Kenya has won a continental award for its use of technology to inform decision making in the fight against malaria.
Kenya emerged winner of the Best Reproductive Maternal Newborn Child and Adolescent Health (RMNCAH) scorecard and tools award, technology that has been decentralized to county -level and used in existing accountability mechanisms which aid in malaria elimination mostly among women and children.
The recognition was made during the just concluded Africa Union (AU) Heads of State and Government in Addis Ababa, Ethiopia. The Kenya Government delegation was led by President William Ruto and included Health CS Susan Nakhumicha.
Six other African countries; Ethiopia, DRC, Zambia, Rwanda, Ghana and Tanzania received awards in different categories recognizing excellence and innovation in their efforts to eliminate malaria. In all, seven African Heads of State and Government received awards from Africa Leaders Malaria Alliance (ALMA).
The ALMA Joyce Kafanabo Award celebrates countries that have made the most progress on digitization, institutionalizing their scorecard tools to enhance data-driven decision-making, empowering citizens to improve health services and outcome.
Meanwhile, the Zero Malaria – Draw The Line campaign to eliminate malaria within a generation and targeting youth aged between 18 and 35 years has gained traction amongst this age bracket. Spearheaded in Kenya by Zero Malaria Campaign Coalition (ZMCC), the campaign seeks to ensure elimination of malaria on the continent.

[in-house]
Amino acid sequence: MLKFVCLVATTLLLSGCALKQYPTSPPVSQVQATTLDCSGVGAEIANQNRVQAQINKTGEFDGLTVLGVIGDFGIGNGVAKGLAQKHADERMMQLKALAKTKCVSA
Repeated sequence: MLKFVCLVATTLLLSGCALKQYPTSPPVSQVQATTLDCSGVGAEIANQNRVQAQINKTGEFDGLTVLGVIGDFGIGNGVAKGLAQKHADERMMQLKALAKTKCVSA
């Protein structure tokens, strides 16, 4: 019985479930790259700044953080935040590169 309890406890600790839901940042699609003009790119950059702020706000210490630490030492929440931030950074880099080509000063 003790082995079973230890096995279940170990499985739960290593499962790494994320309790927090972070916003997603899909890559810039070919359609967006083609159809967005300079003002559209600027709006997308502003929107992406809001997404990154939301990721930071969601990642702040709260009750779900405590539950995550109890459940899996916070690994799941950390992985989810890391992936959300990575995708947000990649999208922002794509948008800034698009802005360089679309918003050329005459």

Research findings presented by ZMCC’s David Kabera at the just concluded Fourth Malaria Conference indicates the targeted generation should live to see how zero malaria will lead to a stronger, healthier and more prosperous world for the next generations.
“It is therefore crucial to engage youth in malaria campaigns if they are to be scalable and effective. There is a need to understand how to incorporate youth insights and engagement in the development of campaigns”, he said.
The Zero Malaria Starts With Me Draw The Line Against Malaria campaign was co-created and developed from within African endemic countries and designed to drive a youth movement to fight malaria.
Qualitative research amongst the age group carried out in Kenya and Nigeria over a two-year period indicated that most of them had been empowered by the campaign to end malaria, which had reached 708 million people.